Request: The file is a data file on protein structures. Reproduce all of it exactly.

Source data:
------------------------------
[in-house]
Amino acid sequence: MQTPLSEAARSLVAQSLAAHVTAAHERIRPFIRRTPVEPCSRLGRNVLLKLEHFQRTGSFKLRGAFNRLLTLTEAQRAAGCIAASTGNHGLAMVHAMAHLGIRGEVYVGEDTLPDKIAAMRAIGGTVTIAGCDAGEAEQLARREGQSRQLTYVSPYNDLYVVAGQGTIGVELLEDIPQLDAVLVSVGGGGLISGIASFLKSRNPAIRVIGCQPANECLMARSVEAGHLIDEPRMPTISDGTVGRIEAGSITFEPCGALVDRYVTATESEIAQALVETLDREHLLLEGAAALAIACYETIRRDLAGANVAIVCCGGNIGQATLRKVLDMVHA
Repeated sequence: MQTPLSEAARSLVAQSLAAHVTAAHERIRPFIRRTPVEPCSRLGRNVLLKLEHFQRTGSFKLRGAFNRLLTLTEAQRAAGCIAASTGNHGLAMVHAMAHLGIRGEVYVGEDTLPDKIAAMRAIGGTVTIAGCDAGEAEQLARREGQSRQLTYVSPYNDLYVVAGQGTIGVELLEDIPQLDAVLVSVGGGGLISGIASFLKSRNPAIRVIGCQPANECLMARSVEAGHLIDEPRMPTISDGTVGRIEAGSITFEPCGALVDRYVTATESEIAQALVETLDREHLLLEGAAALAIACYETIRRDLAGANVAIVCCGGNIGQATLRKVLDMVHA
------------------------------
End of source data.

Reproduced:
[in-house]
Amino acid sequence: MQTPLSEAARSLVAQSLAAHVTAAHERIRPFIRRTPVEPCSRLGRNVLLKLEHFQRTGSFKLRGAFNRLLTLTEAQRAAGCIAASTGNHGLAMVHAMAHLGIRGEVYVGEDTLPDKIAAMRAIGGTVTIAGCDAGEAEQLARREGQSRQLTYVSPYNDLYVVAGQGTIGVELLEDIPQLDAVLVSVGGGGLISGIASFLKSRNPAIRVIGCQPANECLMARSVEAGHLIDEPRMPTISDGTVGRIEAGSITFEPCGALVDRYVTATESEIAQALVETLDREHLLLEGAAALAIACYETIRRDLAGANVAIVCCGGNIGQATLRKVLDMVHA
Repeated sequence: MQTPLSEAARSLVAQSLAAHVTAAHERIRPFIRRTPVEPCSRLGRNVLLKLEHFQRTGSFKLRGAFNRLLTLTEAQRAAGCIAASTGNHGLAMVHAMAHLGIRGEVYVGEDTLPDKIAAMRAIGGTVTIAGCDAGEAEQLARREGQSRQLTYVSPYNDLYVVAGQGTIGVELLEDIPQLDAVLVSVGGGGLISGIASFLKSRNPAIRVIGCQPANECLMARSVEAGHLIDEPRMPTISDGTVGRIEAGSITFEPCGALVDRYVTATESEIAQALVETLDREHLLLEGAAALAIACYETIRRDLAGANVAIVCCGGNIGQATLRKVLDMVHA